First things first, Adam is a brilliant guy who is part of one of the best academic institutes that we have — The Free Market Institute. If you’re contemplating the possibility of pursuing an academic career I strongly recommend you to consider a PhD at Texas Tech University.
Now, at his talk Adam very rightly said that experimentation and the elimination of failed experiments are very important for enriching a society. Entrepreneurs should have the freedom to start whatever business they want but their projects should be quickly eliminated if unsuccessful. And he continued by saying that this is also the way in which science proceeds.
Thus far I was in total agreement with what he said. In fact, this sounded very popperian. But then he mentioned the “p” word. He said something like in science we challenge the existing ones and obtain new paradigms which are better.
That a lucid guy like him thinks in terms of paradigms shows the magnitude of Karl Popper’s defeat against Thomas Kuhn. The latter was the popularizer of the word “paradigm” in his book “The structure of scientific revolutions”. The problem is that paradigms aren’t anything you want to challenge. In fact, Kuhn was a staunch enemy of criticism in science and believed that the adoption of a paradigm was preceded by something like a “religious conversion”.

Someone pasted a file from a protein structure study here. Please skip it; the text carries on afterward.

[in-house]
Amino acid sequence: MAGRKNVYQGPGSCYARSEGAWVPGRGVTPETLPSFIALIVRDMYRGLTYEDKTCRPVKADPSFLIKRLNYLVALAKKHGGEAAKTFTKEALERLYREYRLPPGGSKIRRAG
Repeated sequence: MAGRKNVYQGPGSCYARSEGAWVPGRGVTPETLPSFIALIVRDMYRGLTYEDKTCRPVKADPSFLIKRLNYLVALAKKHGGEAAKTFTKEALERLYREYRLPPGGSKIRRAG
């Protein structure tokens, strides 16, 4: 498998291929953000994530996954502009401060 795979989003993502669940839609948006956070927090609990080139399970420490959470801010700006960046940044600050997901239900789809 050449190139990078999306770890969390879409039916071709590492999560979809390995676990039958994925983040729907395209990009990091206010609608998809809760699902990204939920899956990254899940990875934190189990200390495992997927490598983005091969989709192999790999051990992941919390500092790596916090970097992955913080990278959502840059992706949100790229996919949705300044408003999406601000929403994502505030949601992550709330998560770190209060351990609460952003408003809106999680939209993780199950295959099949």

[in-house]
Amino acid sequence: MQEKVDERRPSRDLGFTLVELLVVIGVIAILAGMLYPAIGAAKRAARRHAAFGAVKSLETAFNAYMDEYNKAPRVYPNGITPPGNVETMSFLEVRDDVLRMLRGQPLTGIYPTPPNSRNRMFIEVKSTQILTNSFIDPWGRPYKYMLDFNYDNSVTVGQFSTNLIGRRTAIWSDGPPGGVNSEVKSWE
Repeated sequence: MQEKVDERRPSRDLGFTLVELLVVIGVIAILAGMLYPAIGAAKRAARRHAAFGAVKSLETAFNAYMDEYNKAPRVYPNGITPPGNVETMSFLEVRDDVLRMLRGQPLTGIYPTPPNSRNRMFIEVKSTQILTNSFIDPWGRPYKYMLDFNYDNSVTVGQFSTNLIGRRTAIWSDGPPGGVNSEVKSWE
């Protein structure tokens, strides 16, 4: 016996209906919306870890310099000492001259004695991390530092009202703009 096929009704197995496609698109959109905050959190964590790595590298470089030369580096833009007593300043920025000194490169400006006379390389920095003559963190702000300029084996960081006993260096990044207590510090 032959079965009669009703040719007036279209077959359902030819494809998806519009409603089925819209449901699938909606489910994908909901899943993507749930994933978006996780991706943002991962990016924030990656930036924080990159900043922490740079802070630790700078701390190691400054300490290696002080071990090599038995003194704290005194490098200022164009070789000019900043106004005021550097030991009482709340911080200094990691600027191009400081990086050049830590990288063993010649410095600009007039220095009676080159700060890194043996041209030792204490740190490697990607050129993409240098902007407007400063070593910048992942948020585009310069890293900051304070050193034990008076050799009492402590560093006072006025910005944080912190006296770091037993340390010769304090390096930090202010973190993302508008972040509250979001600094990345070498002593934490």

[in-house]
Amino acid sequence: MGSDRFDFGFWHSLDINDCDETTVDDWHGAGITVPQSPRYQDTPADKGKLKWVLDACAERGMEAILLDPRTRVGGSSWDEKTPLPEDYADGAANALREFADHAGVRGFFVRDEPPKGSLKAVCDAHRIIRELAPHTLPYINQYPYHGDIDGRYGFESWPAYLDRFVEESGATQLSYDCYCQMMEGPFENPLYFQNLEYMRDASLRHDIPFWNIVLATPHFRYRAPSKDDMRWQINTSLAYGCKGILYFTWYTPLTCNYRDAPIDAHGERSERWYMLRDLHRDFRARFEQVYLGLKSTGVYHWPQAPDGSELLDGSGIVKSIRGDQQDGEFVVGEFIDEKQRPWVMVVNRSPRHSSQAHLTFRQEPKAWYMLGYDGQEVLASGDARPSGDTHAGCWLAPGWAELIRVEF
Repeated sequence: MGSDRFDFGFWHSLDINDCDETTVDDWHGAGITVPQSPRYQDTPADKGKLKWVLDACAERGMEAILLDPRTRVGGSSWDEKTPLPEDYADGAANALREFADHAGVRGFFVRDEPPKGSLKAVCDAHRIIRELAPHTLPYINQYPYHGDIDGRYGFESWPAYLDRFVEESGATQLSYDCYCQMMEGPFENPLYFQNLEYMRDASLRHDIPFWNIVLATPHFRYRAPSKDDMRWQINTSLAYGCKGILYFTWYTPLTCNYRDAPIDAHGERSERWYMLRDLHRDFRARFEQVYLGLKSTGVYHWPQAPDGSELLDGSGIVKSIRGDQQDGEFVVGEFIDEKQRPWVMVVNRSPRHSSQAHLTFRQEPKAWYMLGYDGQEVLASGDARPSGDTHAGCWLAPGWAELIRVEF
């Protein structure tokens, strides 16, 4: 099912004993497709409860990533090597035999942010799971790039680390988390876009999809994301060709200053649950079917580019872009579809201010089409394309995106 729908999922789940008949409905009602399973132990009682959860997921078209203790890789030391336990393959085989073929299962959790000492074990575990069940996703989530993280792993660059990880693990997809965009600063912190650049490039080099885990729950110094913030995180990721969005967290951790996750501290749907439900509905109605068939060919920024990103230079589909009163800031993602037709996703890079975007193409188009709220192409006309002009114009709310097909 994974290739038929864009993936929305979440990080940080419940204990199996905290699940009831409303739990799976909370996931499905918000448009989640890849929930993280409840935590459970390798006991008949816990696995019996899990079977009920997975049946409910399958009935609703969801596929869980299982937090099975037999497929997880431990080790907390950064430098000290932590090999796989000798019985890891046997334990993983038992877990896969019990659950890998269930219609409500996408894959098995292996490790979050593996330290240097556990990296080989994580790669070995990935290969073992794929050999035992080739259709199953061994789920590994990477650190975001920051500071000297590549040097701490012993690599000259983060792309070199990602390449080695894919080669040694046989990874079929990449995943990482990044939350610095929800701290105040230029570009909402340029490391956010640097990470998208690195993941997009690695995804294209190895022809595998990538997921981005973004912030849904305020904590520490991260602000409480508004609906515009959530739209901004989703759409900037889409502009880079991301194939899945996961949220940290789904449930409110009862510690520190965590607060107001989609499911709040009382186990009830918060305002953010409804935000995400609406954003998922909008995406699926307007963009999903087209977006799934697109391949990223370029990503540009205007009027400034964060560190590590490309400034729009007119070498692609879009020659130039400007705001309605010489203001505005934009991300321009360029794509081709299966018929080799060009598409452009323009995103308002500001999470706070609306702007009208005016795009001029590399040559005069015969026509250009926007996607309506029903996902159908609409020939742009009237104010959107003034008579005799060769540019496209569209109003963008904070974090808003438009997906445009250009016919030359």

For Kuhn a paradigm is a totalizing set of key theories and assumptions and scientists who dare to criticize it are nothing more than dangerous pariahs who should be cast away.
Anyway, we spent the weekend in Poland, in Gdansk to be more precise. On May 8th we celebrated Friedrich Hayek’s birthday there and we could also visit the new museum about Solidarity.
During that weekend, Vladimir Putin was celebrating the 70th anniversary of the Soviet victory over its twin totalitarian brother Nazism. The massive military parade served as an excuse to show the whole world the military muscle of Putin’s Russia.
What that sort of spectacle really shows is how authoritarians like and need masification. These parades are an excellent way to subsume individuals in geometric shapes that can only be appreciated as a whole.
Moreover, modern warfare has given us monuments to unknown soldiers. We have to honor unknown soldiers since thousands, and sometimes millions, can take his place.
Anyhow, the fourth Free Market Road Show week was a lot of work. In this regard, I’d like to mention the great effort our speakers make. The trips, the quasi sleep deprivation, and the long hours of conference and interviews are part of their daily Road Show lives. I’ve literally seen some of them trying to get some sleep at the venue before the event starts. This isn’t the rule, but it happens from time to time.
And these aren’t regular people. These are individuals with tremendous achievements who are willing to spend time with us to promote the ideas of free markets and open society.
By the way, this crazy schedule isn’t restricted to us roadsters. I very well know that without people back in the Vienna office, things wouldn’t go as smoothly as they do.
In the end, it’s very encouraging to see how this work is growing. The FMRS is seriously taking off. From the five cities visited during the week, three were debuts. We’ve had packed houses event after event. The media coverage has been wide.
Europe is in extreme need of our ideas and we’re ready to spread the message whatever it takes!